I’ve written before about my own plans to retire in Thailand and why it’s ideal for me and my family. In a nutshell the reasons are:
- My wife is Thai
- Low cost of living
- Great weather year round (mostly)
- Great cheap food
- Easy access to some of the best beach/snorkeling/diving areas in the world
- It’s an adventure
Those are the basic reason and there are many more I could list, but I don’t want to talk about me…let’s talk about the current cost of living and retiring in Thailand.
In the list above 5 of the 6 reasons I mention are as true today as they ever were. Of course that could change over time, but things change everywhere and we have no way to see into the future. The 6th reason, low cost of living, is perhaps the spoiler for those considering Thailand as a place to retire. While it has been quite cheap for us Westerners in Thailand over the past 2-3 decades that “truism” seems to be reversing itself and Thailand today is more expensive than it has ever been.
Lately there has been a severe weakening of Western currencies combined with a strengthening of the Thai baht that has seen the purchasing power of most expats in Thailand drop by 10-15% per year over the past 2-3 years. Notable exceptions are Australians and Canadians whose currencies are remaining stronger than their American and European counterparts. Lucky Aussies and Canucks!
Added to the strength of the currency is a definite upward trend in inflation in Thailand. Things are becoming more expensive, in part because of the strength of the baht and the effect that has on the price of imports and also because of the upward trend that we are seeing around the globe in the prices of many essential commodities.
If you are considering a move to Thailand you need to ask yourself if you can survive a further drop in the value of your Dollars or Pounds or Euros as it is quite possible we have yet to see the end of the erosion in the value of these currencies. We are also likely to see increasing inflation in Thailand as commodity prices continue to rise and as Thailand’s middle class population continues to expand. There is still a great gap between the rich and poor in Thailand, but that gap IS being filled by an increasingly larger number of middle class Thais. This is not unusual in a growing economy and considering the strengthening of the entire ASEAN region (propelled by growth in China) I would expect this trend to continue.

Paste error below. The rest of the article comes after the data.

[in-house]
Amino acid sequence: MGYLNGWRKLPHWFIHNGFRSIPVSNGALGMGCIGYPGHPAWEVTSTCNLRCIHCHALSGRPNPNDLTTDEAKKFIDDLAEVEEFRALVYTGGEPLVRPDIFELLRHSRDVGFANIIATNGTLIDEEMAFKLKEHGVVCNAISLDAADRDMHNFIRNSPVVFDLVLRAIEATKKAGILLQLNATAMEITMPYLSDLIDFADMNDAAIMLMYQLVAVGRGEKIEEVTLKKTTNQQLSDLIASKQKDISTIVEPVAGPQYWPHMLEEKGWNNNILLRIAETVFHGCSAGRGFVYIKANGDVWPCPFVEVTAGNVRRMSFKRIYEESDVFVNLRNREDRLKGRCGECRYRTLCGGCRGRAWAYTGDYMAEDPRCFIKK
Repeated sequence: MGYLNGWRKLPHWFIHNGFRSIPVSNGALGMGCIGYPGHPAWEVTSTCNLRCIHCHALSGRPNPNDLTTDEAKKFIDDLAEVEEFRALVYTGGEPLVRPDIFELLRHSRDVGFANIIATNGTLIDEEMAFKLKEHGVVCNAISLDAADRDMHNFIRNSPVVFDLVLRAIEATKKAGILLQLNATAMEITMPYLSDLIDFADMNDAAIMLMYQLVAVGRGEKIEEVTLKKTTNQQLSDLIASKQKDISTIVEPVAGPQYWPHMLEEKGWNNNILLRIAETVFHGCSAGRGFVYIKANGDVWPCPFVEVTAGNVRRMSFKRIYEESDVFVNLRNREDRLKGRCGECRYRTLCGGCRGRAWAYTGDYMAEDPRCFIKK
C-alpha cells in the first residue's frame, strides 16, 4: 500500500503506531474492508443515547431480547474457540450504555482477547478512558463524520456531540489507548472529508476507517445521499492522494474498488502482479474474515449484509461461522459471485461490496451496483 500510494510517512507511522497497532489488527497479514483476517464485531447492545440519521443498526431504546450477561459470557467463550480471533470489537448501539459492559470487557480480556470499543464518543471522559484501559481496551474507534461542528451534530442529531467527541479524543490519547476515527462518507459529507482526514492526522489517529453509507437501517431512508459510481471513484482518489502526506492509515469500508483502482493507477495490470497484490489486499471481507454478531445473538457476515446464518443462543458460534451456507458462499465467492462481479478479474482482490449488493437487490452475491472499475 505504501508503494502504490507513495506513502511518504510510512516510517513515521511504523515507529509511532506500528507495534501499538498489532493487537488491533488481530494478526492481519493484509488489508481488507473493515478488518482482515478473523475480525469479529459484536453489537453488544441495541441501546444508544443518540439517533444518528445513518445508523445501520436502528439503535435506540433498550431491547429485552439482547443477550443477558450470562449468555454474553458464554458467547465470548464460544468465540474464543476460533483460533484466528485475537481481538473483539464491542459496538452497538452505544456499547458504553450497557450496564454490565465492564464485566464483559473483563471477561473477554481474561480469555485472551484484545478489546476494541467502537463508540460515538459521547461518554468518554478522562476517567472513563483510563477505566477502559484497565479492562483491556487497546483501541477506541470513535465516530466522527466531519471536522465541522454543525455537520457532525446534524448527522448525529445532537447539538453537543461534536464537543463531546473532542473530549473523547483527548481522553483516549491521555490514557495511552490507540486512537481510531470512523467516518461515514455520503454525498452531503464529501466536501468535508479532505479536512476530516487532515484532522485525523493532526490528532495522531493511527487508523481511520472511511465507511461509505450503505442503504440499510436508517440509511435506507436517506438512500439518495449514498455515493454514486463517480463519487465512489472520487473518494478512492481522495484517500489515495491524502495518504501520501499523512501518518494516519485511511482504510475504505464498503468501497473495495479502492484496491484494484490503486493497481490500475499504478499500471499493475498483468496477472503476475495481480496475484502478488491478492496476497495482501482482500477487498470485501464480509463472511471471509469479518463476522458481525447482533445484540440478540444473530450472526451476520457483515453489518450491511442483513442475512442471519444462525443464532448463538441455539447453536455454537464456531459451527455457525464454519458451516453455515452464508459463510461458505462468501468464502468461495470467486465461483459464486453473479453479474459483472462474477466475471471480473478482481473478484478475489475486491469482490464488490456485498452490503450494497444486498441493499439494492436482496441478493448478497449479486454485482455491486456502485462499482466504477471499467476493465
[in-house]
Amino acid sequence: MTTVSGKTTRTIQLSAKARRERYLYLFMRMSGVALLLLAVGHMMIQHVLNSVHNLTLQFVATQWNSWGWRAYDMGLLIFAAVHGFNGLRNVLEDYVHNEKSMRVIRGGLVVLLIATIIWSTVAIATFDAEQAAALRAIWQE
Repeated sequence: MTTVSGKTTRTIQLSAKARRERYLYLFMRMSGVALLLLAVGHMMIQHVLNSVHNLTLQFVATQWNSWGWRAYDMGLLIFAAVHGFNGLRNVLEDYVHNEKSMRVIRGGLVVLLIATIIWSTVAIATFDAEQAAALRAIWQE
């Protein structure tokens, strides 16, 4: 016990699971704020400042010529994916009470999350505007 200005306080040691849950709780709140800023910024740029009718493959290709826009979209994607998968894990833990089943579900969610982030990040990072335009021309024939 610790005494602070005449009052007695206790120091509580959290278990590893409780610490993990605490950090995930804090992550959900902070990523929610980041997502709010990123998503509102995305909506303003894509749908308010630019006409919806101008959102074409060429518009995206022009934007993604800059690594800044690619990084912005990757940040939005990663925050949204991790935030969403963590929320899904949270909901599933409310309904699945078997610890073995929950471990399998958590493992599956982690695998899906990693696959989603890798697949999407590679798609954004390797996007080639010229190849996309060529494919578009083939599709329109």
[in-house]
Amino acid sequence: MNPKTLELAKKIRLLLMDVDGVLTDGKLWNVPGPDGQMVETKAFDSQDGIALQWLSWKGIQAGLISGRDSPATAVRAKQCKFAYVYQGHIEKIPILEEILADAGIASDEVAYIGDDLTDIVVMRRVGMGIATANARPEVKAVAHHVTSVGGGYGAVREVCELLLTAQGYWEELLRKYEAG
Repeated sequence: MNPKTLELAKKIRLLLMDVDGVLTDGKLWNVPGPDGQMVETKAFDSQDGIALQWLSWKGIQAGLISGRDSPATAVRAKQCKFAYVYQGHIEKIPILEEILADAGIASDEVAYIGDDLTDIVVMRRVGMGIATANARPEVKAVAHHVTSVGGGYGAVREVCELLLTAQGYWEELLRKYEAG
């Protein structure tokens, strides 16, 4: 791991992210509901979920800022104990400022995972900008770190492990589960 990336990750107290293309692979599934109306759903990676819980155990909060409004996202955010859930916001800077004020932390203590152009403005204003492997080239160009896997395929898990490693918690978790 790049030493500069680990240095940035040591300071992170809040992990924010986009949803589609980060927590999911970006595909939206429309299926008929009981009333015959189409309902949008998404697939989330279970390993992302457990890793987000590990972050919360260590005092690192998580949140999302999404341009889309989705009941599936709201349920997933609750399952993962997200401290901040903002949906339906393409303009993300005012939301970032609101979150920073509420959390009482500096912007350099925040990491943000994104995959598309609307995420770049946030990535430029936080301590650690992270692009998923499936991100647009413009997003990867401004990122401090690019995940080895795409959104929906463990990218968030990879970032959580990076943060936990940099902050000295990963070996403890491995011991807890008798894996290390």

I would be surprised if you haven’t run across articles online that claim you can live in Thailand on $500 a month, but I caution you that while this may have been true in the past, I don’t think you would be wise to think that it is true now. At current exchange rates that is a mere 15,000 baht and with the most recent data I can find (2009 – https://www.cia.gov/library/publications/the-world-factbook/geos/th.html)this is even lower than the median income for Thais. Do you really think you are going to be happy living on less than 50% of the Thai population in Thailand?
If I was a single guy I can’t imagine retiring to Thailand without an income of at least $1500 a month and that doesn’t take into account likely inflation and erosion of your purchasing power due to currency fluctuations. Sure the baht may weaken, but it may get stronger too (much more likely for the foreseeable future) and I think having some wiggle room to account for another 15-20% rise in the baht would be wise. If I’m wrong and the baht tanks then you can consider yourself a lucky and much wealthier guy or gal.
I hate to think that some of you may be basing your decisions on old information about the cost of living in Bangkok and Thailand in general because it could be disastrous to your standard of living. What does everyone think? Am I way off base of has it really become much more expensive to live and retire in Thailand over the past several years?